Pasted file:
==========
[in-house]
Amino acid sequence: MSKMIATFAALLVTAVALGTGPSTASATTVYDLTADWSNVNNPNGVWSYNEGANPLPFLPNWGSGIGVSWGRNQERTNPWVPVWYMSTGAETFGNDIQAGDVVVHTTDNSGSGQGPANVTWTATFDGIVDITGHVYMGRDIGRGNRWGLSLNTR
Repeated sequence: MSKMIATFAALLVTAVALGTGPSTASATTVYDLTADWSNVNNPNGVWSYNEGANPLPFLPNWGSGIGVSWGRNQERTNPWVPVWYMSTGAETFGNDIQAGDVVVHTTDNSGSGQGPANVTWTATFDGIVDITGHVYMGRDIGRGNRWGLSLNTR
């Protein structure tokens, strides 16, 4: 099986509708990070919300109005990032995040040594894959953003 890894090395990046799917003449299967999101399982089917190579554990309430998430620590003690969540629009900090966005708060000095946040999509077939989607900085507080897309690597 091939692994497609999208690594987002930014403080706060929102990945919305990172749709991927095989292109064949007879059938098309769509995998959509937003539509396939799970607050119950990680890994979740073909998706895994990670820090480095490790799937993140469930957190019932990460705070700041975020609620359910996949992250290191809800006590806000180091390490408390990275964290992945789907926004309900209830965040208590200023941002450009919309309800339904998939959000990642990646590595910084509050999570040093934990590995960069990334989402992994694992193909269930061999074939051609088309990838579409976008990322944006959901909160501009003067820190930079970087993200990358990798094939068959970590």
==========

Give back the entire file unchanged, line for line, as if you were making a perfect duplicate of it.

[in-house]
Amino acid sequence: MSKMIATFAALLVTAVALGTGPSTASATTVYDLTADWSNVNNPNGVWSYNEGANPLPFLPNWGSGIGVSWGRNQERTNPWVPVWYMSTGAETFGNDIQAGDVVVHTTDNSGSGQGPANVTWTATFDGIVDITGHVYMGRDIGRGNRWGLSLNTR
Repeated sequence: MSKMIATFAALLVTAVALGTGPSTASATTVYDLTADWSNVNNPNGVWSYNEGANPLPFLPNWGSGIGVSWGRNQERTNPWVPVWYMSTGAETFGNDIQAGDVVVHTTDNSGSGQGPANVTWTATFDGIVDITGHVYMGRDIGRGNRWGLSLNTR
């Protein structure tokens, strides 16, 4: 099986509708990070919300109005990032995040040594894959953003 890894090395990046799917003449299967999101399982089917190579554990309430998430620590003690969540629009900090966005708060000095946040999509077939989607900085507080897309690597 091939692994497609999208690594987002930014403080706060929102990945919305990172749709991927095989292109064949007879059938098309769509995998959509937003539509396939799970607050119950990680890994979740073909998706895994990670820090480095490790799937993140469930957190019932990460705070700041975020609620359910996949992250290191809800006590806000180091390490408390990275964290992945789907926004309900209830965040208590200023941002450009919309309800339904998939959000990642990646590595910084509050999570040093934990590995960069990334989402992994694992193909269930061999074939051609088309990838579409976008990322944006959901909160501009003067820190930079970087993200990358990798094939068959970590």